If Yin is the reality that I have permanent neuropathy in my toes, then Yang is that, in spite of that fact, I can still walk three miles several times a week. If Yin is the fact that I've gained 15 pounds in five years because of the breast cancer medication I take, then Yang is that I've just passed my five-year survival period for that cancer. If Yin is the reality that multiple myeloma is a "monster," Yang may be the support we get from IMF seminars and from the interactions we have with other cancer survivors.
Even being positive about cancer can contain a Yin and Yang. I can only speak for myself, but I cannot be positive all the time. Dr. Jimmie Holland, a psychiatrist specializing in psycho-oncology at Memorial Sloan-Kettering Cancer Center, in her book, The Human Side of Cancer, writes of "the tyranny of positive thinking." She encourages patients to accept their feelings about cancer. There are times we are positive, yet we must acknowledge those times when the cancer life is overwhelming.
There are times when I get discouraged. Emotional cancer fatigue is as real as the fatigue from chemotherapy. I'm angry that so many I know have lost their cancer battle. Whether it's healthy or not, I think of cancer every day. However, I also know that researchers are making great strides in terms of new treatments. I know that we have doctors who treat us as individuals and who celebrate our small victories. I know many who are living a full life in spite of multiple myeloma.
As someone who has lived with cancer for twelve years, I'm still learning and still struggling. I believe we must celebrate life. I believe we must tell the people we love that we love them. I believe we must give back, however we define that—by contributions of money, of time, of our presence when others are diagnosed with cancer. Above all, I believe we must never deny hope.
Clearly, cancer transforms one's life. We cannot make up for our lost dreams, our disabilities, or the frustrations, fears, and angst that is routine in our myeloma life. However, we can create new dreams, perhaps more realistic ones. We can laugh, and many of us can still work. I'm learning to do now what I had planned to do "later on." Later on is NOW for us. In our pre-cancer lives, many of us thought we had more control of our lives than we really did. Cancer reminds us of how fragile life is.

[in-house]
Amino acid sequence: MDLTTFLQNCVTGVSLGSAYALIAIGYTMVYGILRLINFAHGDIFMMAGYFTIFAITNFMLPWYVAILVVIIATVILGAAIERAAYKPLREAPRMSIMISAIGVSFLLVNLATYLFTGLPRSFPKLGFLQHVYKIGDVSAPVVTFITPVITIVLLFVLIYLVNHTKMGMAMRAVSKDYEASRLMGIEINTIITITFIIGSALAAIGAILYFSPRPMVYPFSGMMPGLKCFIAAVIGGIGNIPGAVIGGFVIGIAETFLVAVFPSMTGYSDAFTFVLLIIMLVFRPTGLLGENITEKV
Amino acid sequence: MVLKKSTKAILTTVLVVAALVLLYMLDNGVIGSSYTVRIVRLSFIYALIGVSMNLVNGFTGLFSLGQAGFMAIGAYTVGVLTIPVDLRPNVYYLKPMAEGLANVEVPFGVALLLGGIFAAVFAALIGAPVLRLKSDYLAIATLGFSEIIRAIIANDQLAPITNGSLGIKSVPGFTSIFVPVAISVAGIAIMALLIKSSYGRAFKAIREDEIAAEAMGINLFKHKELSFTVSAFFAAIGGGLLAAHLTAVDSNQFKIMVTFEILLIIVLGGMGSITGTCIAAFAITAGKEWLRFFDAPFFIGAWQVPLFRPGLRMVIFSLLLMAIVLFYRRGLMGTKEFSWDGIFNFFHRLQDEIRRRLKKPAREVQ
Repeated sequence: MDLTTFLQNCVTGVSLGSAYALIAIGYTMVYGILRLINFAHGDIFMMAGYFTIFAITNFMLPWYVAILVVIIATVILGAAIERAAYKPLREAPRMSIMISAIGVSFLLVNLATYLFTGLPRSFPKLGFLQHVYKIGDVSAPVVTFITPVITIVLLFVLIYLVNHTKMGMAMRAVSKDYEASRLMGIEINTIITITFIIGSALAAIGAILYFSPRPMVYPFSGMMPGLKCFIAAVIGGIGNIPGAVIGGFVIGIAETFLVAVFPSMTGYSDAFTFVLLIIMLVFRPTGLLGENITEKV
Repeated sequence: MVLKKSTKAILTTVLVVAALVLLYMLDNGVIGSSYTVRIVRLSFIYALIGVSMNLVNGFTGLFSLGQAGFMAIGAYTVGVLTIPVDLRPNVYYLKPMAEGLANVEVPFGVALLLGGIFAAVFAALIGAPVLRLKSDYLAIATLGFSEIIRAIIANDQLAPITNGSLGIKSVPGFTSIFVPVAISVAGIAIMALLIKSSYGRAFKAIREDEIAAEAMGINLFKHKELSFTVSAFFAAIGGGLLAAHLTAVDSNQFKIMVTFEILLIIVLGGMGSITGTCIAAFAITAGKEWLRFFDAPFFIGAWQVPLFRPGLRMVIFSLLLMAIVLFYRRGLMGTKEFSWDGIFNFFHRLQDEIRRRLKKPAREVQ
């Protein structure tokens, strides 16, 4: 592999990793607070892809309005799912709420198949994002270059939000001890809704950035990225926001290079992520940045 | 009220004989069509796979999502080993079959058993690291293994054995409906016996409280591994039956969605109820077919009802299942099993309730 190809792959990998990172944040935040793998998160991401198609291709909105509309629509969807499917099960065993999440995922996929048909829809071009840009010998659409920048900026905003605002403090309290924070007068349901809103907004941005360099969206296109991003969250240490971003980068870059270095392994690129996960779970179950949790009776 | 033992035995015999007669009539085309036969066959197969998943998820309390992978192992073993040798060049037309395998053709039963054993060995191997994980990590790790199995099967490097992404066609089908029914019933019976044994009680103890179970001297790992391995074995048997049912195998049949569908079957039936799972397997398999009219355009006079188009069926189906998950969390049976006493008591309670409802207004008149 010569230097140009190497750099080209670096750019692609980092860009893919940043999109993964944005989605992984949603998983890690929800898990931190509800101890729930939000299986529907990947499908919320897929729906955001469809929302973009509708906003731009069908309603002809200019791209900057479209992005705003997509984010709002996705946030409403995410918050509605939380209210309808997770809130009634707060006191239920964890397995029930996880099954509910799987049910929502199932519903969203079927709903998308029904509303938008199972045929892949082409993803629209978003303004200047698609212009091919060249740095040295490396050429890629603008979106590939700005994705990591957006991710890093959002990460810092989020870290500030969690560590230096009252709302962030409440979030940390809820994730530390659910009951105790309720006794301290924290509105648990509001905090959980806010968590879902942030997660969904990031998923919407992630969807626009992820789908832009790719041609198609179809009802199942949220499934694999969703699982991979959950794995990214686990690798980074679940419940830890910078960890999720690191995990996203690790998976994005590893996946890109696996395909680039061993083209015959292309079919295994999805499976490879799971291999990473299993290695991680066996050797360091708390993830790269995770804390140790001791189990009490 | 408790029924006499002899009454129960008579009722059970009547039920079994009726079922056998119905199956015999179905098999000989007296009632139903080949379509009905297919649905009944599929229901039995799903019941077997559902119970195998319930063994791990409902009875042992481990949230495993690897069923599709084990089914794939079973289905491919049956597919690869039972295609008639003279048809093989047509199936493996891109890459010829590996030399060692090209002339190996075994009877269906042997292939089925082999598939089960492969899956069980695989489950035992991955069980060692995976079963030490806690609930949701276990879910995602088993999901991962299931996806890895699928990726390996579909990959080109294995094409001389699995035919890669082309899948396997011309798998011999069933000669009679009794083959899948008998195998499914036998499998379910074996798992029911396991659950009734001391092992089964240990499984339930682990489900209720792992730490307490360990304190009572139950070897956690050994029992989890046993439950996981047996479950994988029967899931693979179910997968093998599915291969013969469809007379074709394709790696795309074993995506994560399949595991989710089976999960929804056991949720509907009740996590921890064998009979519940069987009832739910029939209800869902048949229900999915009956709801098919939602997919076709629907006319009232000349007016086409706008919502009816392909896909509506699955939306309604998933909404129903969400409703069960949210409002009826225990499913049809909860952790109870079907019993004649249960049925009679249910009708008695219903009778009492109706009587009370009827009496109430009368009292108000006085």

But if Yin is what we cannot do; Yang must be what we can still do. We must not allow the disease define who we are. One of the challenges I face every day is to remember that I AM NOT MY CANCER. I am a mother, a grandmother, a friend, a member of two book clubs, and someone who loves the movies, and the theater, and ice cream. Since my first diagnosis, I've traveled to Morocco, Mexico, Italy, Israel, Maine, and Charleston. There is life before cancer; there is life during cancer; there is life after cancer.
As cancer research and treatment progresses, more and more of us will become "long-term survivors." Perhaps the metaphor of Yin and Yang can help others to achieve a cancer balance. We must find ways to celebrate life in spite of our cancer. If we don't, then myeloma wins, no matter what our lab reports say. We have multiple myeloma; multiple myeloma should not have us.
Note: Rosanne Kalick is the author of "Cancer Etiquette: What to Say, What to Do When Someone You Know or Love Has Cancer".©2005. If you buy the book online at http://amazon.myeloma.org, a percentage of your purchase will go to support IMF programs and services. Direct inquiries can be emailed to Rosanne Kalick at firstname.lastname@example.org.